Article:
A tribal consortium from Alaska’s Bristol Bay region says it plans to intervene in the Pebble Limited Partnership’s lawsuit against the Environmental Protection Agency challenging EPA’s authority to potentially stop development of the Pebble mine.
United Tribes of Bristol Bay made the announcement from Dillingham, in Southwest Alaska, this past week.
United Tribes had asked the EPA to use its authority under section 404 (c) of the Clean Water Act to blocks permits for the proposed massive copper, gold and molybdenum mine. Meanwhile, Alaska Gov. Sean Parnell recently announced a decision to join the lawsuit in support of the Pebble Partnership’s stand.
“The 404 (c) process over which the Pebble Partnership and the Parnell Administration is suing is the very course that the United Tribes of Bristol Bay, along with thousands of Alaskans, requested the EPA take in efforts to protect our people and region from the harmful effects of large-scale mining,” said Robert Heyano, a veteran commercial fisherman and president of United Tribes.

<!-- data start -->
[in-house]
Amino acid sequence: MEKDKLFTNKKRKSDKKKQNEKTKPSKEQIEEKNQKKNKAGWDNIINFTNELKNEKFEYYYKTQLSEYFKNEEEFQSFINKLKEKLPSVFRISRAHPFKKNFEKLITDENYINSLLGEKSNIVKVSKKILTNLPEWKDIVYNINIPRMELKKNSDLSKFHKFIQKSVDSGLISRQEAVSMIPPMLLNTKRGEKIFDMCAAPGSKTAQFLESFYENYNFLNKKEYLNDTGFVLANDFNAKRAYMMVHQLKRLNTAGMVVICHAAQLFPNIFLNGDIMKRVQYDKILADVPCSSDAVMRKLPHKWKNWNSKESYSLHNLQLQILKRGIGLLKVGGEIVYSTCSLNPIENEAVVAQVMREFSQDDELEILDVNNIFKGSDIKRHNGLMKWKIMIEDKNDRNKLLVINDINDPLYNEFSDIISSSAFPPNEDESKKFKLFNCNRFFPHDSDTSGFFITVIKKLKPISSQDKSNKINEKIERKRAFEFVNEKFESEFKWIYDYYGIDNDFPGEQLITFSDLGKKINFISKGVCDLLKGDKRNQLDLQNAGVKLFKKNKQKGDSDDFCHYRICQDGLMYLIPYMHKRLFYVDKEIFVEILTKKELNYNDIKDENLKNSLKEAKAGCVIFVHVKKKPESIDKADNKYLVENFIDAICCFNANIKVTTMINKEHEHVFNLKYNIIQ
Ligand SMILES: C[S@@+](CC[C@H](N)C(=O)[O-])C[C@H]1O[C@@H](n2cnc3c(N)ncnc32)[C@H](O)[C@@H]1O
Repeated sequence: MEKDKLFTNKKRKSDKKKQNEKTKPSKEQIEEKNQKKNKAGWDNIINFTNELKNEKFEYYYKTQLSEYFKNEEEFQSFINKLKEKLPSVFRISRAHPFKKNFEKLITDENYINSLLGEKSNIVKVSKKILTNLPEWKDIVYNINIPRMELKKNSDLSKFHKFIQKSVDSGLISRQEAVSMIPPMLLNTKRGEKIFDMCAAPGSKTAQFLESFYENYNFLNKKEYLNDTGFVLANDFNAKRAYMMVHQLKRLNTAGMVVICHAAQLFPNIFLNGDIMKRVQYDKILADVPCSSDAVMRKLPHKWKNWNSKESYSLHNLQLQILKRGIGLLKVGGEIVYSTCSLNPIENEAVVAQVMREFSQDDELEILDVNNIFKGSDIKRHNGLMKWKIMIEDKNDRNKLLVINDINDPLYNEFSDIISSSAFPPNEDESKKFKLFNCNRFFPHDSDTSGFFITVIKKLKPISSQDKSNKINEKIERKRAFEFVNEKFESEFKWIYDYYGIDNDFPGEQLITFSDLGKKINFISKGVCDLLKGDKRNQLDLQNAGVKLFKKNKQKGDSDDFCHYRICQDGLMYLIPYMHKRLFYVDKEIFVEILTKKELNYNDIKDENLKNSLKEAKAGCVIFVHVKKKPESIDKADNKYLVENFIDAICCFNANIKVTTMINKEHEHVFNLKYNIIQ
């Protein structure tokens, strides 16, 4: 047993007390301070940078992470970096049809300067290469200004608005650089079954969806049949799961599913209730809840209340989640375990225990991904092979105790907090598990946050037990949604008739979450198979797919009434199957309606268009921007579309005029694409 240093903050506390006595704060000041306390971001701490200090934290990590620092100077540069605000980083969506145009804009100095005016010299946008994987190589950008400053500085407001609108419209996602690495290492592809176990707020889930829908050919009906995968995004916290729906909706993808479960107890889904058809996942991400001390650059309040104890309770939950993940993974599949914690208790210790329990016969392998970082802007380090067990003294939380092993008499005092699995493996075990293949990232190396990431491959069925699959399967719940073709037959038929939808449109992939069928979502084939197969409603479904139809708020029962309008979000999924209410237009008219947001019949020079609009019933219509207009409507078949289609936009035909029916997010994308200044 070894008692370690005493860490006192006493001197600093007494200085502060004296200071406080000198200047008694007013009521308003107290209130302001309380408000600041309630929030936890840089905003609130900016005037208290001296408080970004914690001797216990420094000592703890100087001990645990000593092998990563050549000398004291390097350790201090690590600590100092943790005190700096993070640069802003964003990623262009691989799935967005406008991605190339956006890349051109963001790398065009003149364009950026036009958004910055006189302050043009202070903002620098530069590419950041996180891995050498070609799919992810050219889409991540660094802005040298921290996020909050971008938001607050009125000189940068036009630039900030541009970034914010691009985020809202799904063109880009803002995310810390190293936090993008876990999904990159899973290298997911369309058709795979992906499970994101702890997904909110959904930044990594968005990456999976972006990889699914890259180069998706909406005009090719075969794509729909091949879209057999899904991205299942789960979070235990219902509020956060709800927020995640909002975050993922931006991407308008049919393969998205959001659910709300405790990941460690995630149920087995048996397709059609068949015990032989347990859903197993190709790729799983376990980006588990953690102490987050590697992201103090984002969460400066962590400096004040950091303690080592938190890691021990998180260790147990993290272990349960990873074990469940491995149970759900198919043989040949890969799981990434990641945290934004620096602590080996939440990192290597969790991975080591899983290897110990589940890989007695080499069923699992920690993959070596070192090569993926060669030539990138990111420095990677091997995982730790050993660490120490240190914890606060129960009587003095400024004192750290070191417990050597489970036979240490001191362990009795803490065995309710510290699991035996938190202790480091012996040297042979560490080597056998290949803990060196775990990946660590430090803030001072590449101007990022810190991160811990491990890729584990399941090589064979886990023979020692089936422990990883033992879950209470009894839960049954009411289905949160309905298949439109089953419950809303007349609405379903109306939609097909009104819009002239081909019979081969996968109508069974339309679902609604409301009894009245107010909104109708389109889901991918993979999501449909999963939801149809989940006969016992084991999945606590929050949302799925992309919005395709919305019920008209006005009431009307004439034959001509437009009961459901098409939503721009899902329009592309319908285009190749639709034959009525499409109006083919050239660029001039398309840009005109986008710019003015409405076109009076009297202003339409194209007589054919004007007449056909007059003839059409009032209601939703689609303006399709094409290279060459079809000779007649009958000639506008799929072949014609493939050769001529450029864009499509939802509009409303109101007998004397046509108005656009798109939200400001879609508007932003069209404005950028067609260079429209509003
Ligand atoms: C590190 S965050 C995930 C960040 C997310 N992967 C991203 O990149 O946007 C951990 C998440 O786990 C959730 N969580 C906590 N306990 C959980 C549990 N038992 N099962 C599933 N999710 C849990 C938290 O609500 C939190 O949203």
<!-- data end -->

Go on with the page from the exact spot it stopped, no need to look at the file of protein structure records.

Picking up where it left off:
“By initiating a lawsuit, the Partnership shows continued disregard for the scientific facts that prove this type of mining in Bristol Bay will be devastating to our region, a continued disinterest in the open and transparent public process we requested, and dismissal of the overwhelming desire of the Bristol Bay communities.”
Thousands of commercial fish harvesters, sport anglers and subsistence fishermen, and entities representing them have voiced concern that development of the mine near the headwaters of the Bristol Bay watershed could result in devastatingly adverse impacts to the fishery, upon which fish harvesters and regional wildlife are dependent. Mine advocates maintain that the mine can be constructed and operate in harmony with the fishery.
The EPA earlier this year initiated efforts under the Clean Water Act to identify what it called appropriate options to protect the Bristol Bay sockeye salmon fishery. The Pebble mine, said the EPA, has the potential to be one of the largest open pit copper mines ever developed and could threaten a salmon resource rare in its quality and productivity.